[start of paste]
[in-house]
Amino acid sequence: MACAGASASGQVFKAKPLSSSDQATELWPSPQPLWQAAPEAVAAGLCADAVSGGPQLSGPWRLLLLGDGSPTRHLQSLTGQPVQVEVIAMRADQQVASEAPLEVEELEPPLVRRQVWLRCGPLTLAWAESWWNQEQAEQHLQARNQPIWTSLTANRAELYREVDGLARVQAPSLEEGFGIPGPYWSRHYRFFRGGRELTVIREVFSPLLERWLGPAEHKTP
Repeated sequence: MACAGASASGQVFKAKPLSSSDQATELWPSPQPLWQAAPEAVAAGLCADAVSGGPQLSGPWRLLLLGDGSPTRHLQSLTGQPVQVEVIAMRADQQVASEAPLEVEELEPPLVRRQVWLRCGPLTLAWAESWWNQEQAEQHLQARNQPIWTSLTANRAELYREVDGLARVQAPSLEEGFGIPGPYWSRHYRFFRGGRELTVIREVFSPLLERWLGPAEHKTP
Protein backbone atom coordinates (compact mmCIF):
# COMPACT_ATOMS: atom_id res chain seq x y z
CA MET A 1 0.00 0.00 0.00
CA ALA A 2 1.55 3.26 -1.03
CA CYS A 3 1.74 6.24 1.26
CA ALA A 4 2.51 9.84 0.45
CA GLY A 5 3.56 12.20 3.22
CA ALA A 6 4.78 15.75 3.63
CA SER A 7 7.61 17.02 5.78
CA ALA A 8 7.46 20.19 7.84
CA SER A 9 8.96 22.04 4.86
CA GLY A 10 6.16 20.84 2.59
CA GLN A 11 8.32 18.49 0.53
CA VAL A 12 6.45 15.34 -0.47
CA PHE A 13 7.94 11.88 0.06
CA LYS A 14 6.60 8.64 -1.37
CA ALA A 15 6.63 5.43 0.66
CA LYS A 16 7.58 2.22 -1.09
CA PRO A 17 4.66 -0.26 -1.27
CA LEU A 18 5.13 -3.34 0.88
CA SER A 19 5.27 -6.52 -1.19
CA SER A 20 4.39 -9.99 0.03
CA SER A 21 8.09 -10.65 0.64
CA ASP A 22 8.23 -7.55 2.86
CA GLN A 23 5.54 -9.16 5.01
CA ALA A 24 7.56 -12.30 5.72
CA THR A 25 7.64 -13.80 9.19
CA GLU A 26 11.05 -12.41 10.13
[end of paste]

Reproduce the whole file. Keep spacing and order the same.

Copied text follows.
[in-house]
Amino acid sequence: MACAGASASGQVFKAKPLSSSDQATELWPSPQPLWQAAPEAVAAGLCADAVSGGPQLSGPWRLLLLGDGSPTRHLQSLTGQPVQVEVIAMRADQQVASEAPLEVEELEPPLVRRQVWLRCGPLTLAWAESWWNQEQAEQHLQARNQPIWTSLTANRAELYREVDGLARVQAPSLEEGFGIPGPYWSRHYRFFRGGRELTVIREVFSPLLERWLGPAEHKTP
Repeated sequence: MACAGASASGQVFKAKPLSSSDQATELWPSPQPLWQAAPEAVAAGLCADAVSGGPQLSGPWRLLLLGDGSPTRHLQSLTGQPVQVEVIAMRADQQVASEAPLEVEELEPPLVRRQVWLRCGPLTLAWAESWWNQEQAEQHLQARNQPIWTSLTANRAELYREVDGLARVQAPSLEEGFGIPGPYWSRHYRFFRGGRELTVIREVFSPLLERWLGPAEHKTP
Protein backbone atom coordinates (compact mmCIF):
# COMPACT_ATOMS: atom_id res chain seq x y z
CA MET A 1 0.00 0.00 0.00
CA ALA A 2 1.55 3.26 -1.03
CA CYS A 3 1.74 6.24 1.26
CA ALA A 4 2.51 9.84 0.45
CA GLY A 5 3.56 12.20 3.22
CA ALA A 6 4.78 15.75 3.63
CA SER A 7 7.61 17.02 5.78
CA ALA A 8 7.46 20.19 7.84
CA SER A 9 8.96 22.04 4.86
CA GLY A 10 6.16 20.84 2.59
CA GLN A 11 8.32 18.49 0.53
CA VAL A 12 6.45 15.34 -0.47
CA PHE A 13 7.94 11.88 0.06
CA LYS A 14 6.60 8.64 -1.37
CA ALA A 15 6.63 5.43 0.66
CA LYS A 16 7.58 2.22 -1.09
CA PRO A 17 4.66 -0.26 -1.27
CA LEU A 18 5.13 -3.34 0.88
CA SER A 19 5.27 -6.52 -1.19
CA SER A 20 4.39 -9.99 0.03
CA SER A 21 8.09 -10.65 0.64
CA ASP A 22 8.23 -7.55 2.86
CA GLN A 23 5.54 -9.16 5.01
CA ALA A 24 7.56 -12.30 5.72
CA THR A 25 7.64 -13.80 9.19
CA GLU A 26 11.05 -12.41 10.13